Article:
Swan Lake came to the Kings Theatre, Southsea, with fantastic dancers and musicians – and their impressive skills galore.
This 1876 timeless classic, brought to the Portsmouth stage by the Russian State Ballet and Opera House, was performed with grace.
As the audience were taking their seats, the instantly recognisable score, by Russian composer Tchaikovsky, filled the hall and the curtains were drawn.
We were greeted by a troupe of dancers grinning from ear-to-ear, as they began the ballet against the backdrop of a Russian ballroom. The solo and paired dancers performed silently and elegantly, holding arabesques for what seemed like an age and landing leaps without a single thud.
The costumes were well suited to the time-period and did not take away from the performance, but instead accentuated the dancers’ perfectly-held frames.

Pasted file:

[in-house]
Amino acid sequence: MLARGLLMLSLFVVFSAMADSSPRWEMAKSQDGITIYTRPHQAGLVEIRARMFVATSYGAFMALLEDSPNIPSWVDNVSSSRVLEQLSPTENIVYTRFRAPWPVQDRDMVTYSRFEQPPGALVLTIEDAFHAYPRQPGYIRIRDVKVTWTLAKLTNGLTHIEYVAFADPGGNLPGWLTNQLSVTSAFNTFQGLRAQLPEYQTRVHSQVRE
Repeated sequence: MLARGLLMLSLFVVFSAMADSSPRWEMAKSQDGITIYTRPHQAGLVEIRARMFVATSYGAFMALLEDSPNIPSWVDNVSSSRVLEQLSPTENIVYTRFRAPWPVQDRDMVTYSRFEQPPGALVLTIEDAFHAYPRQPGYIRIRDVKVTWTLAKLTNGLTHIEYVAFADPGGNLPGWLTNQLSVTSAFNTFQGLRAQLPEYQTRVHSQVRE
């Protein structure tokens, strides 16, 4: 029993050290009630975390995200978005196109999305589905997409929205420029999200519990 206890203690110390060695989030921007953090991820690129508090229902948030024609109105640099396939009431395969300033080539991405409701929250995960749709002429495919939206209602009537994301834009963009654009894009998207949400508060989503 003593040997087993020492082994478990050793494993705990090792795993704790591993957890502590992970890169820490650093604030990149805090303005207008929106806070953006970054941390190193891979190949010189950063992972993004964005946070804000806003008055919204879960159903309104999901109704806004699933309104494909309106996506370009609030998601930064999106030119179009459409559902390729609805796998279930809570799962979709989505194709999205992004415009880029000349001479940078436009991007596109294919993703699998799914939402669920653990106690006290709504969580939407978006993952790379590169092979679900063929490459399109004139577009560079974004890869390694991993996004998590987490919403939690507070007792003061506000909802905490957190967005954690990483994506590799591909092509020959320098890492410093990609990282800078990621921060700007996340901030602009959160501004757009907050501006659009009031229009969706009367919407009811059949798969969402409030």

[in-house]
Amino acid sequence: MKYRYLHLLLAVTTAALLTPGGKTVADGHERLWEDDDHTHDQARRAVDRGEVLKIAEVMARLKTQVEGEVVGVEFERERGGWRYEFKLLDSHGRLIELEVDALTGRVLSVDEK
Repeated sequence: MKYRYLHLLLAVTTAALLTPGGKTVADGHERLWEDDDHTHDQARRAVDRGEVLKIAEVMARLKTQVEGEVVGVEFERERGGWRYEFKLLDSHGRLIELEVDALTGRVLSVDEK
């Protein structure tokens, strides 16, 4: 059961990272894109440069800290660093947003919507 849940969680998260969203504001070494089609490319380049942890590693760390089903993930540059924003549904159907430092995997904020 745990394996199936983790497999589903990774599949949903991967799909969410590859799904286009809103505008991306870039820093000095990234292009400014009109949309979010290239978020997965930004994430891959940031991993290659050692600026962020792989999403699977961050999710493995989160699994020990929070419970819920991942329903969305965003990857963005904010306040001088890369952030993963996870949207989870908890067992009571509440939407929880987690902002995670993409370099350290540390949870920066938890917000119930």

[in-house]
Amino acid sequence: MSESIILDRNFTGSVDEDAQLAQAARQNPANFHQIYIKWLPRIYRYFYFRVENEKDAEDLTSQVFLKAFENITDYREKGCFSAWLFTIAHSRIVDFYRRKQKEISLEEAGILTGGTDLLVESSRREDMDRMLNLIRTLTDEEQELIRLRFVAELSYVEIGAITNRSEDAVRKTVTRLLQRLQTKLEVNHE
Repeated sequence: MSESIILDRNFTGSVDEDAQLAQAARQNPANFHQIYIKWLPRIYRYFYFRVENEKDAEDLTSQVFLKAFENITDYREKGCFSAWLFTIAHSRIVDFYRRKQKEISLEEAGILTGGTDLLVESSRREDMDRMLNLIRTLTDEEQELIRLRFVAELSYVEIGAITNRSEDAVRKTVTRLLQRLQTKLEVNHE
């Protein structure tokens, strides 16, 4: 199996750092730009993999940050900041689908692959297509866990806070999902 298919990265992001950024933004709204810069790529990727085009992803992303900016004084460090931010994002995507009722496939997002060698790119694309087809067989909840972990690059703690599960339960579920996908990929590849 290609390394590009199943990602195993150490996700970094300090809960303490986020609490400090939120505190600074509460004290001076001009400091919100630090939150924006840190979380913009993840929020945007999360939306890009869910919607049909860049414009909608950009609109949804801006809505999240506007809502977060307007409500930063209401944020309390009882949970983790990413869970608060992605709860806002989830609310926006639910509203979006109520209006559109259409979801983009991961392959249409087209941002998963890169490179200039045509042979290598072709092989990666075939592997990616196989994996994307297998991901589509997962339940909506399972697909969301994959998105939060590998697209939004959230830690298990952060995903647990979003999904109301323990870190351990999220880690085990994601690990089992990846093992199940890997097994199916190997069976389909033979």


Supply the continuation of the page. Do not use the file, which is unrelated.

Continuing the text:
Emotions were not hidden throughout the performance. Although there was obviously no speech during the ballet, the story was upheld but with occasional doubts about what was going on.
It took a while before we met one of the protagonists, but when the white swan eventually entered the stage she danced gracefully, highlighting her heartbreak in every move and facial expression.
And when the stage suddenly darkened for the entrance of the black swan, she was as stern and powerful as everyone hoped. Staring into the eye of the audience, her cold-hearted expression was piercing.
As she completed more than 15 pirouettes in a row and landed without even faltering, she won a hearty cheer from the audience – which even made her crack a smile.
The Russian State Ballet and Opera House reminded us of the chilling but romantic classic by keeping it simple, which won over the audience. Although no flowers were thrown on stage, the audience left loving the classic they forgot they adored.